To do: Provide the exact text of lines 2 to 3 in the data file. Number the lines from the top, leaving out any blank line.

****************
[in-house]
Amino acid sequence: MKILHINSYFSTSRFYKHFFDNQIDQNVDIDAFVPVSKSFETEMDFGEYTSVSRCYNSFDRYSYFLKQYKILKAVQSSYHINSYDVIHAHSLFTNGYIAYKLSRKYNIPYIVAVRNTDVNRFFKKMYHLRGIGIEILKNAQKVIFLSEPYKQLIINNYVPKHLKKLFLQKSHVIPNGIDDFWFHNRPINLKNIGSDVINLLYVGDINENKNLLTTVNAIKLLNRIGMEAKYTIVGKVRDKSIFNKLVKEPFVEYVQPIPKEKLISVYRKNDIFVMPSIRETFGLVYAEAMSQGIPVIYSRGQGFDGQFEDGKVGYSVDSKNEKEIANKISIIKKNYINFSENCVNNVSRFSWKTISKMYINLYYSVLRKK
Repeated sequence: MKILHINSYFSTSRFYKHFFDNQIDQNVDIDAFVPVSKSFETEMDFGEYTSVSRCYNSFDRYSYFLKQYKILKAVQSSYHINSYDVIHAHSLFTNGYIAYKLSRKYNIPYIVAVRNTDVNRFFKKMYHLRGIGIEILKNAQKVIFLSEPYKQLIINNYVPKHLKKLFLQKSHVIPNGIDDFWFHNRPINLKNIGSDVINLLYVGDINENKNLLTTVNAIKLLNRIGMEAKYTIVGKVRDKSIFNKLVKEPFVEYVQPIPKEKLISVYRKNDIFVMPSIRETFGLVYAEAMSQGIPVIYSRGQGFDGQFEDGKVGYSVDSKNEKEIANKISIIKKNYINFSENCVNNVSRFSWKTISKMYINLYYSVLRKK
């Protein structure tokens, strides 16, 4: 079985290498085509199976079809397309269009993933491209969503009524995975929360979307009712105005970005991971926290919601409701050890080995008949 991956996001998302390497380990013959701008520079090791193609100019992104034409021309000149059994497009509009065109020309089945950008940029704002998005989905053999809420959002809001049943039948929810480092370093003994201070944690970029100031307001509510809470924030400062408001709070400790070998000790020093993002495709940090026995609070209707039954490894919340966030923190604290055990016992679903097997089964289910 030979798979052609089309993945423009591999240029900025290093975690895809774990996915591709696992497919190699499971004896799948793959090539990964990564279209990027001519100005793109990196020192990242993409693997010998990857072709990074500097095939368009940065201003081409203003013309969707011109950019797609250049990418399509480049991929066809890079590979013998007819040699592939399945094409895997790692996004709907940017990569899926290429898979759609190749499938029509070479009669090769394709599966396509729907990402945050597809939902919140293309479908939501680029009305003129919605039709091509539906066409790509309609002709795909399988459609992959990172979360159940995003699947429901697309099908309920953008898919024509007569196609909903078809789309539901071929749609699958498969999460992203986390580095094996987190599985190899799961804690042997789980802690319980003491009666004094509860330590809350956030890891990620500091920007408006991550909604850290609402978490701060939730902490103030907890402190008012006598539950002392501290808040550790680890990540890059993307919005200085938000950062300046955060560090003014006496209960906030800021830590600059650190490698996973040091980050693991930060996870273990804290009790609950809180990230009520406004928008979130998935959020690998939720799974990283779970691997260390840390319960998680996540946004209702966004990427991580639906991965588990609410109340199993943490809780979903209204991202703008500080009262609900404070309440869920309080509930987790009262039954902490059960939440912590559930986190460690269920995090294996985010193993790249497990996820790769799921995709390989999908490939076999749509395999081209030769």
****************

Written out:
Amino acid sequence: MKILHINSYFSTSRFYKHFFDNQIDQNVDIDAFVPVSKSFETEMDFGEYTSVSRCYNSFDRYSYFLKQYKILKAVQSSYHINSYDVIHAHSLFTNGYIAYKLSRKYNIPYIVAVRNTDVNRFFKKMYHLRGIGIEILKNAQKVIFLSEPYKQLIINNYVPKHLKKLFLQKSHVIPNGIDDFWFHNRPINLKNIGSDVINLLYVGDINENKNLLTTVNAIKLLNRIGMEAKYTIVGKVRDKSIFNKLVKEPFVEYVQPIPKEKLISVYRKNDIFVMPSIRETFGLVYAEAMSQGIPVIYSRGQGFDGQFEDGKVGYSVDSKNEKEIANKISIIKKNYINFSENCVNNVSRFSWKTISKMYINLYYSVLRKK
Repeated sequence: MKILHINSYFSTSRFYKHFFDNQIDQNVDIDAFVPVSKSFETEMDFGEYTSVSRCYNSFDRYSYFLKQYKILKAVQSSYHINSYDVIHAHSLFTNGYIAYKLSRKYNIPYIVAVRNTDVNRFFKKMYHLRGIGIEILKNAQKVIFLSEPYKQLIINNYVPKHLKKLFLQKSHVIPNGIDDFWFHNRPINLKNIGSDVINLLYVGDINENKNLLTTVNAIKLLNRIGMEAKYTIVGKVRDKSIFNKLVKEPFVEYVQPIPKEKLISVYRKNDIFVMPSIRETFGLVYAEAMSQGIPVIYSRGQGFDGQFEDGKVGYSVDSKNEKEIANKISIIKKNYINFSENCVNNVSRFSWKTISKMYINLYYSVLRKK